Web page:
Bill Moseley

3 From Hell

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The Devil’s Rejects survived the shootout with Ruggsville police. After being found guilty of heinous crimes, the Firefly family has been locked away in prison awaiting death row. When Otis Firefly is able to make a bloody escape, he comes up with a plan to free Baby. Then it’s time for this deranged family to wreak havoc on all those who cross their path.

Ever since the film was first announced, fans have been chomping at the bit to see 3 From Hell. Written and directed by Rob Zombie (House of 1000 Corpses, The Devil’s Rejects), this is the third film chronicling the murderous adventures of the Firefly clan. The film begins by giving a brief update of the family surviving the shootout from the end of the previous film and a bit about the trial that took place after. From there, we see Otis, Baby, and Captain Spaulding nearly 10 years later as they await their death sentence. Eventually the family is able to escape, with the help of a new face. We see as these psychopaths balance trying to stay hidden from the law while still following their murderous nature. The film is as violent as one would expect from a Zombie film, while also incorporating dangerously dark humor fans will love.

The Devil’s Rejects is a much loved film, and it has one of my favorite film endings of all time. With the way that film ended, there was no real need for a sequel. Audiences watched as their favorite murderers went down in a blaze of gunfire, being shot so many times they should have died. When 3 From Hell was announced I wrote an article for The Coda Films discussing different ways the family could be brought back for a third film (you can read that article here). Unfortunately, Zombie went with what I believe is the laziest option by having them simply survive. I do appreciate that there is a joke made about it in the beginning of the film, but there was a missed opportunity to either bring back the Doctor Satan character from House of 1000 Corpses or even connect this film to The Lords of Salem and have the witches bring the family back. That being said, Zombie clearly wanted the second and third films in this trilogy to be more firmly rooted in reality than the first film, which could explain this storytelling choice.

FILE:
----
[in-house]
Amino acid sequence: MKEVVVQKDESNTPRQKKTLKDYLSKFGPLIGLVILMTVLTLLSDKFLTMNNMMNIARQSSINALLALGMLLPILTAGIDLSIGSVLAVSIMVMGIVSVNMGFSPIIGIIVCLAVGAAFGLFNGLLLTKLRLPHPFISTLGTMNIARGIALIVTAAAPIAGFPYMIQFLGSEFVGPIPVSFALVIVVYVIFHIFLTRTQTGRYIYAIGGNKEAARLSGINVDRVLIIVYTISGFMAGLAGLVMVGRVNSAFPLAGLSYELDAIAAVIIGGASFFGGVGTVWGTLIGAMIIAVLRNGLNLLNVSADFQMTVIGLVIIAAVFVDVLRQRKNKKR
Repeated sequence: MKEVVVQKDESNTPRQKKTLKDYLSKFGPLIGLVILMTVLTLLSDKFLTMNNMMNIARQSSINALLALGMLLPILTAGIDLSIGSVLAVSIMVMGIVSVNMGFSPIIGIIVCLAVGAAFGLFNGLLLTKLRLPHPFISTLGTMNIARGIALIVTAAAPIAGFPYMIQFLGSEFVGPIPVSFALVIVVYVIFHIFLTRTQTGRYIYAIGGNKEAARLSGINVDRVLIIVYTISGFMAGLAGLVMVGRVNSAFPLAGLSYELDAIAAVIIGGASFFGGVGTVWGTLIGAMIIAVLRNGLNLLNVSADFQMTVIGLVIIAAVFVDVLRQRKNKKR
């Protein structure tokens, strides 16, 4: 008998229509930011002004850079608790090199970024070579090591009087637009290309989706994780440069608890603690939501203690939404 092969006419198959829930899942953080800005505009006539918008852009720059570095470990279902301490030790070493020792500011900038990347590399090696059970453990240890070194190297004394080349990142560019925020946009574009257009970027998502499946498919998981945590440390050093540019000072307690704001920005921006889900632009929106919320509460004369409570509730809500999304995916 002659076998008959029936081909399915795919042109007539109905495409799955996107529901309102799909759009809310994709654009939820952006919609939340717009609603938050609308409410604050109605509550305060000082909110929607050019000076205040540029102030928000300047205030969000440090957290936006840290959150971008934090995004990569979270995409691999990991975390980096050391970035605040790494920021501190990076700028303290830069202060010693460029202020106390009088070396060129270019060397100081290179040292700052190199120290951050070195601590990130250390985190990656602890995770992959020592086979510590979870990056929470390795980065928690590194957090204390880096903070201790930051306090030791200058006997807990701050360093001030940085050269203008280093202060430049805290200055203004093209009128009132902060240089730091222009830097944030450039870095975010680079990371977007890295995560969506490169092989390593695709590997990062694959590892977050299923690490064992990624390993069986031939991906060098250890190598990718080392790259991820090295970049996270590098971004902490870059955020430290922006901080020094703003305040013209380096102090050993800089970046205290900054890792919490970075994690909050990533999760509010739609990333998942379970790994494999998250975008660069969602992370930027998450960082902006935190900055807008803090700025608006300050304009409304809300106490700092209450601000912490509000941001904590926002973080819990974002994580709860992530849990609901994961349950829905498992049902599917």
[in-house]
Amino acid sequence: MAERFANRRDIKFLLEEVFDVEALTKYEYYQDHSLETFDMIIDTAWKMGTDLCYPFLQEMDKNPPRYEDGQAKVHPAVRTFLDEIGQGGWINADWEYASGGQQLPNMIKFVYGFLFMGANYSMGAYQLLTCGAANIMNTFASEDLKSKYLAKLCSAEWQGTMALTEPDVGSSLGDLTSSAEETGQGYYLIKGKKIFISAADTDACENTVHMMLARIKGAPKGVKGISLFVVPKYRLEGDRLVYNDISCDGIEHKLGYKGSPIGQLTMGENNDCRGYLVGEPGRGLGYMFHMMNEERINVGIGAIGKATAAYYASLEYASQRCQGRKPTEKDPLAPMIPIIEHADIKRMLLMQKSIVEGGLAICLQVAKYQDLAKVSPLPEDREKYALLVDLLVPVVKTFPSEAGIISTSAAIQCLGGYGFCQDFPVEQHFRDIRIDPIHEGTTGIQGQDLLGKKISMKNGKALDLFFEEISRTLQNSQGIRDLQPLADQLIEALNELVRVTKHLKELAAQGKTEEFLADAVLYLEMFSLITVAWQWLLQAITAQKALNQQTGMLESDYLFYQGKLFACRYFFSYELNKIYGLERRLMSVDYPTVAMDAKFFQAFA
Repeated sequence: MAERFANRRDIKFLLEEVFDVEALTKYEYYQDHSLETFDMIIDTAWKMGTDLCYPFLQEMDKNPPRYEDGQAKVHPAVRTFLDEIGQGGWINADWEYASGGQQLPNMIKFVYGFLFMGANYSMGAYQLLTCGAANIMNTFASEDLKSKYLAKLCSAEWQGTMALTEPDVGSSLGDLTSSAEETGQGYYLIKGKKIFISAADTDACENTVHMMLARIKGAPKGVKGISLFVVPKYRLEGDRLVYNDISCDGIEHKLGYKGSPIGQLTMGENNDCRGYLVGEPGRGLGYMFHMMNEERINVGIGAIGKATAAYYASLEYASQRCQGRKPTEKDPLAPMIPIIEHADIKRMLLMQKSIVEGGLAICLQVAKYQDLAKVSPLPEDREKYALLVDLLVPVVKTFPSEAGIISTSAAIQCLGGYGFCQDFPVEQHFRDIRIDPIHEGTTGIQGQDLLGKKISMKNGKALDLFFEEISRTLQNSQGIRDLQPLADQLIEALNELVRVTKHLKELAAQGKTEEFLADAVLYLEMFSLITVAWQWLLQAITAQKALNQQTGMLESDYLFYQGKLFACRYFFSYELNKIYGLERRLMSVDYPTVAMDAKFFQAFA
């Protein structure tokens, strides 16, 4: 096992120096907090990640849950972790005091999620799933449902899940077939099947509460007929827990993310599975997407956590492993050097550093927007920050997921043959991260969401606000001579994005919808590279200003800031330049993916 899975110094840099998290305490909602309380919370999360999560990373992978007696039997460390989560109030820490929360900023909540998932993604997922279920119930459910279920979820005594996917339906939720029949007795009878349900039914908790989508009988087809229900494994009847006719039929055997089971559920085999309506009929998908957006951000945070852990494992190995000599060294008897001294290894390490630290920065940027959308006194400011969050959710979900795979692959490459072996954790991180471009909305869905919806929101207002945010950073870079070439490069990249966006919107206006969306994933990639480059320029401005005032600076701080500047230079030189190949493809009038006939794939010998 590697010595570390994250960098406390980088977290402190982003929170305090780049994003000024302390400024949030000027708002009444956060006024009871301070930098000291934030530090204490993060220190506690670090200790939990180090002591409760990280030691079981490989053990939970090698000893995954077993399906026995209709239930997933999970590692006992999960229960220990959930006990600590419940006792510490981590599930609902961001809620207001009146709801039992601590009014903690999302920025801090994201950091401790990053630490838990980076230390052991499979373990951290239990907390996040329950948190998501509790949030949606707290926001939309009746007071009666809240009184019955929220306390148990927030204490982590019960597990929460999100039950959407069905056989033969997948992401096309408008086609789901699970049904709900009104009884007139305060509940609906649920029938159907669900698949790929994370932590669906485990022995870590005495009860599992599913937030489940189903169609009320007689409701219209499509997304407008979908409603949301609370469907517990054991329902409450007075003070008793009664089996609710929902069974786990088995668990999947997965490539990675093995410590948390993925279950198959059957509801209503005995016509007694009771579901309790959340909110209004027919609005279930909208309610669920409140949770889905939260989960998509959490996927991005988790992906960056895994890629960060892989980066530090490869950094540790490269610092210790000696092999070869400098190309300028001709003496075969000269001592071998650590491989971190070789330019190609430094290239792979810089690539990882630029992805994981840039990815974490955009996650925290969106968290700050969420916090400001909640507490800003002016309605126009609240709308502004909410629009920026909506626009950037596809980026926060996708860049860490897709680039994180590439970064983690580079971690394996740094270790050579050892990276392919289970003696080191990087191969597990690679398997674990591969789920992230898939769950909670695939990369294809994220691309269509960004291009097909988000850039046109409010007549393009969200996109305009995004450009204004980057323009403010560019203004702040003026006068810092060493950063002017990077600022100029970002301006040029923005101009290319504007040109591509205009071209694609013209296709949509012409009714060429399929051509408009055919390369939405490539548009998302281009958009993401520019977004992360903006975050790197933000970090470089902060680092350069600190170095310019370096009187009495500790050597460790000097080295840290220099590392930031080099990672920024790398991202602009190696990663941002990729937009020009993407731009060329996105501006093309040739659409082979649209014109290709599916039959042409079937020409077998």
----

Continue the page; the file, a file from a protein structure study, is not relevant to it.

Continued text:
While it’s not a necessary sequel, 3 From Hell still manages to come very close to the magic of its predecessor. Fans get to see more of their favorite psychopaths, Otis and Baby Firefly, while also getting to meet another member of the family. Zombie is eerily successful at writing despicable characters who do horrific things, yet there is something about them that makes you root for them. There are also some very compelling moments of humanity mixed in with all the chaos, especially between Baby and a new character named Sebastian. I believe what holds the film back a bit from reaching the same level as The Devil’s Rejects, aside from the way the family survived, is the lack of a truly formidable opponent. In the previous film the Firefly clan was up against Sheriff Wydell, who was just as sinister and deadly as the Fireflys themselves. In this film there are a few different opponents, but none of them have quite the same presence as Wydell. Without that opposing force, the Fireflys not only don’t have an worthy adversary to go up against, but it also doesn’t give the audience as much of a reason to sympathize with them.

Between the familiar and new characters, the entire cast is pure magic. The highlight is definitely Sheri Moon Zombie (The Lord of Salem, The Devil’s Reject) as Baby Firefly. Fans are familiar with Baby’s playfully homicidal antics. This time around, years in solitary confinement have turned that playfulness into insanity. Moon Zombie gives a stunning portrayal of the character in those moments of insanity, but she also brings a deeper emotional level to Baby, especially during her interactions with Sebastian. Bill Moseley (House of 1000 Corpses, The Devil’s Rejects) also returns as the most brutal of the family, Otis Firefly. Moseley brings much of the same ferociousness to the character of Otis in this film, but the years in prison have changed Otis as well. It may not be as obvious as with Baby, but he has become a bit more cautious as he tries to keep himself and his family out of police hands. A new member of the Firefly clan is Richard Brake (31, Doom) as Winslow Foxworth Coltrane, half-brother to Baby and Otis. This is the first time we have met Winslow, but he clearly has the same extracurricular interests as the rest of the family. Brake’s chemistry with both Moon Zombie and Moseley is a delight to watch, and watching him on screen feels like he’s been part of this franchise from the beginning. Other fantastic performances come from Dee Wallace (The Howling, The Lords of Salem) as Greta the prison guard, Pancho Moler (Candy Corn, 31) as Sebastian, and Jeff Daniel Phillips (The Lords of Salem, 31) as warden Virgil Dallas Harper.